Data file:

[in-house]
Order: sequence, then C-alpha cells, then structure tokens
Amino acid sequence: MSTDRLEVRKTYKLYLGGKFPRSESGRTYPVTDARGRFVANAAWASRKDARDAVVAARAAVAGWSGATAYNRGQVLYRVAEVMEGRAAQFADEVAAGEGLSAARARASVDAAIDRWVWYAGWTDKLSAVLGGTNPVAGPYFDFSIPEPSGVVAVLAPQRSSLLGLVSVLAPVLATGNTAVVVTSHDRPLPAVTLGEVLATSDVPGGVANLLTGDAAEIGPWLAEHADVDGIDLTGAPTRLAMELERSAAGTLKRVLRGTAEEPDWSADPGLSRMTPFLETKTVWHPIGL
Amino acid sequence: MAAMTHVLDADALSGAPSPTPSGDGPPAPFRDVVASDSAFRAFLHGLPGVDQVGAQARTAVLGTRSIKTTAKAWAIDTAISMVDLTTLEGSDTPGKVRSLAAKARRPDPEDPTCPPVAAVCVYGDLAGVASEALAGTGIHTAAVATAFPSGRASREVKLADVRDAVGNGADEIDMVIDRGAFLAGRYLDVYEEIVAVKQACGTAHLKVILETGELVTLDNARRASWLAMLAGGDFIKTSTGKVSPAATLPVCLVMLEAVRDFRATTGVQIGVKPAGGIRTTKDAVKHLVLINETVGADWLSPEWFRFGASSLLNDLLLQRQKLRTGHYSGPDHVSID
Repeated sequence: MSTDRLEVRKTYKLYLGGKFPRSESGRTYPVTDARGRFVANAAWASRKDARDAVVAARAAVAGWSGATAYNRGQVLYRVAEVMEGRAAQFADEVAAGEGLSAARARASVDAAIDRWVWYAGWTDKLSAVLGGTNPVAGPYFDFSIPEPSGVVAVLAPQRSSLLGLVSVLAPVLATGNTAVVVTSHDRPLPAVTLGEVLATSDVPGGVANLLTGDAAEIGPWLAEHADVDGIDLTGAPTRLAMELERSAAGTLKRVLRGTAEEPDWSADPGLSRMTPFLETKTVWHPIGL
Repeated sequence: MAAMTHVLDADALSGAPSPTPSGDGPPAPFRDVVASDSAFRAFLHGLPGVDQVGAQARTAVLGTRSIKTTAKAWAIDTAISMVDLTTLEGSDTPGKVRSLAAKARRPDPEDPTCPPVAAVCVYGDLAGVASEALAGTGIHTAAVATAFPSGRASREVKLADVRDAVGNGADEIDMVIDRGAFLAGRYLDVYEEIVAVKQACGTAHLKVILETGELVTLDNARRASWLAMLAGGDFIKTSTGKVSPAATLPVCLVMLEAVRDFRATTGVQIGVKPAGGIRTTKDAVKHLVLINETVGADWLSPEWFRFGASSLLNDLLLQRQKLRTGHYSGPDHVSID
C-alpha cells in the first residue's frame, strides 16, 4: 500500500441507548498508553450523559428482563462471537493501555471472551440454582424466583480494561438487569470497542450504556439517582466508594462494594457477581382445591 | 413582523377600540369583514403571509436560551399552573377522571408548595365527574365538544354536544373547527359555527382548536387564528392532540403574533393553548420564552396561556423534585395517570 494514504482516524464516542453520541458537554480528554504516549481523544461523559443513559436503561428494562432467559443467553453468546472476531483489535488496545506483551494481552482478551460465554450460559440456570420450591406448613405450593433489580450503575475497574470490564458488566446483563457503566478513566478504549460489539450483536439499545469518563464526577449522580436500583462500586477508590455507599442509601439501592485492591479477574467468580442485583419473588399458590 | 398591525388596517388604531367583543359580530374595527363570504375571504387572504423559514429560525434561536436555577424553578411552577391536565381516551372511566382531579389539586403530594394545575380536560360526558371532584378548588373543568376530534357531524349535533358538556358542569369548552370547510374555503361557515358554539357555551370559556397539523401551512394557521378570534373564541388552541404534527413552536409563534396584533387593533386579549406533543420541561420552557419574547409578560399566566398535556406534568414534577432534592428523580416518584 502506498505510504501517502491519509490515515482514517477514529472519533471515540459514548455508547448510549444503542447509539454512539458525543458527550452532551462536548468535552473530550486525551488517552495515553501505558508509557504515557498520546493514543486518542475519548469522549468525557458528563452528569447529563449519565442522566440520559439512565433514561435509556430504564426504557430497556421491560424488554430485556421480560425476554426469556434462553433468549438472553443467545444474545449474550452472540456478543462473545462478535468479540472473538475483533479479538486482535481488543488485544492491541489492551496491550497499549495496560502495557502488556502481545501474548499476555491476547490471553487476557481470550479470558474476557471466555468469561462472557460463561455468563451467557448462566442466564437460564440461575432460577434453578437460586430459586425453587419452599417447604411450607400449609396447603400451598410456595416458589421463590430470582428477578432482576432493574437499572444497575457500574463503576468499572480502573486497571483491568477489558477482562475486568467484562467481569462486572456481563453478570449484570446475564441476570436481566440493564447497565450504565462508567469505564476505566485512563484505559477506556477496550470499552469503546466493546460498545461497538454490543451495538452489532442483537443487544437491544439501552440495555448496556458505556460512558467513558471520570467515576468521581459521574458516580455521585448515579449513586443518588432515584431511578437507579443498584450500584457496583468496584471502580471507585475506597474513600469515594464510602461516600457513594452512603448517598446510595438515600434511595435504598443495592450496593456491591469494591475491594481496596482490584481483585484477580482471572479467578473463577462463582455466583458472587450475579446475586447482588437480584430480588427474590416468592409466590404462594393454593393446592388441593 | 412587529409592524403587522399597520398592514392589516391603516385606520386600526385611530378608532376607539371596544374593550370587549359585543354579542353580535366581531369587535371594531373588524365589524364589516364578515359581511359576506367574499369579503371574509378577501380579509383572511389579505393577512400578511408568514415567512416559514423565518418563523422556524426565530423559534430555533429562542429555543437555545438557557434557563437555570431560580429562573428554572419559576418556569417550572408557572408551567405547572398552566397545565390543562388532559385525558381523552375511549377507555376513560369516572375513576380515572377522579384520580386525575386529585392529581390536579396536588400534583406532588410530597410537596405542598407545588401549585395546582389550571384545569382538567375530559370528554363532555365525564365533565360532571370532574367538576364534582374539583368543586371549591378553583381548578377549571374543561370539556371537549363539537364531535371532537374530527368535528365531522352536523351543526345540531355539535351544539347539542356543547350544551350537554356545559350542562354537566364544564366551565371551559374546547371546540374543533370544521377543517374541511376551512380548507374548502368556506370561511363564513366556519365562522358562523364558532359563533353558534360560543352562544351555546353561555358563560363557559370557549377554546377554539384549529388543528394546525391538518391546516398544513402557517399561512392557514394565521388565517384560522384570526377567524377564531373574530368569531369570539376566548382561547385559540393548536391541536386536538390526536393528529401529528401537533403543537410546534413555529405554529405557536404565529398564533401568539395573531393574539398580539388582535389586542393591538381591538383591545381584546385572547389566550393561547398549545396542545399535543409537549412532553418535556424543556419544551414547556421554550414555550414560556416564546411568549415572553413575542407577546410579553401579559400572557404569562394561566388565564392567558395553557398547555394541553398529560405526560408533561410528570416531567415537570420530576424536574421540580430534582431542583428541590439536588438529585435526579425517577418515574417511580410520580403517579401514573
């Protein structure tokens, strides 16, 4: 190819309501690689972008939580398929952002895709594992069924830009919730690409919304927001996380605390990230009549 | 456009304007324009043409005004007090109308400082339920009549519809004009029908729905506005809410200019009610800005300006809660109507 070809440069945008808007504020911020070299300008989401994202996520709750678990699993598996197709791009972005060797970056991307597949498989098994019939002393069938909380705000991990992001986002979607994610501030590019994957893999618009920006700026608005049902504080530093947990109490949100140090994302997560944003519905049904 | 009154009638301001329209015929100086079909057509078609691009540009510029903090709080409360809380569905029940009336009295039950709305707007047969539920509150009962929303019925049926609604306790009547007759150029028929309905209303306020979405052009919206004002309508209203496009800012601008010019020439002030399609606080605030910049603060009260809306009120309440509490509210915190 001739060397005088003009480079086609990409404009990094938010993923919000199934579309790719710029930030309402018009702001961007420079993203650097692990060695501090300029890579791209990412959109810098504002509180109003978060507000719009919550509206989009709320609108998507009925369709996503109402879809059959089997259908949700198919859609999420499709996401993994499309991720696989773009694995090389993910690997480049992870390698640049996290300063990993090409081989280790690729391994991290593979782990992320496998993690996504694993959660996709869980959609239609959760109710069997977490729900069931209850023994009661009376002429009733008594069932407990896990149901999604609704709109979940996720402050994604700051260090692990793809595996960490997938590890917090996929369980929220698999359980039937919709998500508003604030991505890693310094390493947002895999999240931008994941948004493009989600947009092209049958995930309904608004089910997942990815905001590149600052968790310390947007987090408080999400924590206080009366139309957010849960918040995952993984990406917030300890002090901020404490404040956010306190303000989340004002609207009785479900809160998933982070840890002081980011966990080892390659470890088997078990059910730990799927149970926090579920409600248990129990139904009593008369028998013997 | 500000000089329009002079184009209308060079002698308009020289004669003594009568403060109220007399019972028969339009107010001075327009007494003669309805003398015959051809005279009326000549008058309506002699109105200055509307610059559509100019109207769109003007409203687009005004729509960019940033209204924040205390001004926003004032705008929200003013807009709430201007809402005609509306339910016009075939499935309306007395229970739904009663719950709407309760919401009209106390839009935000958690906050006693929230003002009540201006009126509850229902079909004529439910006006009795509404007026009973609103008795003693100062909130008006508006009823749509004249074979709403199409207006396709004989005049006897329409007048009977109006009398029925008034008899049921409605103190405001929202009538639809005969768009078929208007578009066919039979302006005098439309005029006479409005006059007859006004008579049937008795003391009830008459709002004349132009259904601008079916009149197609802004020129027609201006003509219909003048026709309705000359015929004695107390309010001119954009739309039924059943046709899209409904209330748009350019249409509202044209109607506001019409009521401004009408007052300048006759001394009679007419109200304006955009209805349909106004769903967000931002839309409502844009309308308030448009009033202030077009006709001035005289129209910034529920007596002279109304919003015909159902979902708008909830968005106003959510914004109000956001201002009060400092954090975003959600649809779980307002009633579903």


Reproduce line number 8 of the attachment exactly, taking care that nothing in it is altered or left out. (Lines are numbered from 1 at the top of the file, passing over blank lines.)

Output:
């Protein structure tokens, strides 16, 4: 190819309501690689972008939580398929952002895709594992069924830009919730690409919304927001996380605390990230009549 | 456009304007324009043409005004007090109308400082339920009549519809004009029908729905506005809410200019009610800005300006809660109507 070809440069945008808007504020911020070299300008989401994202996520709750678990699993598996197709791009972005060797970056991307597949498989098994019939002393069938909380705000991990992001986002979607994610501030590019994957893999618009920006700026608005049902504080530093947990109490949100140090994302997560944003519905049904 | 009154009638301001329209015929100086079909057509078609691009540009510029903090709080409360809380569905029940009336009295039950709305707007047969539920509150009962929303019925049926609604306790009547007759150029028929309905209303306020979405052009919206004002309508209203496009800012601008010019020439002030399609606080605030910049603060009260809306009120309440509490509210915190 001739060397005088003009480079086609990409404009990094938010993923919000199934579309790719710029930030309402018009702001961007420079993203650097692990060695501090300029890579791209990412959109810098504002509180109003978060507000719009919550509206989009709320609108998507009925369709996503109402879809059959089997259908949700198919859609999420499709996401993994499309991720696989773009694995090389993910690997480049992870390698640049996290300063990993090409081989280790690729391994991290593979782990992320496998993690996504694993959660996709869980959609239609959760109710069997977490729900069931209850023994009661009376002429009733008594069932407990896990149901999604609704709109979940996720402050994604700051260090692990793809595996960490997938590890917090996929369980929220698999359980039937919709998500508003604030991505890693310094390493947002895999999240931008994941948004493009989600947009092209049958995930309904608004089910997942990815905001590149600052968790310390947007987090408080999400924590206080009366139309957010849960918040995952993984990406917030300890002090901020404490404040956010306190303000989340004002609207009785479900809160998933982070840890002081980011966990080892390659470890088997078990059910730990799927149970926090579920409600248990129990139904009593008369028998013997 | 500000000089329009002079184009209308060079002698308009020289004669003594009568403060109220007399019972028969339009107010001075327009007494003669309805003398015959051809005279009326000549008058309506002699109105200055509307610059559509100019109207769109003007409203687009005004729509960019940033209204924040205390001004926003004032705008929200003013807009709430201007809402005609509306339910016009075939499935309306007395229970739904009663719950709407309760919401009209106390839009935000958690906050006693929230003002009540201006009126509850229902079909004529439910006006009795509404007026009973609103008795003693100062909130008006508006009823749509004249074979709403199409207006396709004989005049006897329409007048009977109006009398029925008034008899049921409605103190405001929202009538639809005969768009078929208007578009066919039979302006005098439309005029006479409005006059007859006004008579049937008795003391009830008459709002004349132009259904601008079916009149197609802004020129027609201006003509219909003048026709309705000359015929004695107390309010001119954009739309039924059943046709899209409904209330748009350019249409509202044209109607506001019409009521401004009408007052300048006759001394009679007419109200304006955009209805349909106004769903967000931002839309409502844009309308308030448009009033202030077009006709001035005289129209910034529920007596002279109304919003015909159902979902708008909830968005106003959510914004109000956001201002009060400092954090975003959600649809779980307002009633579903």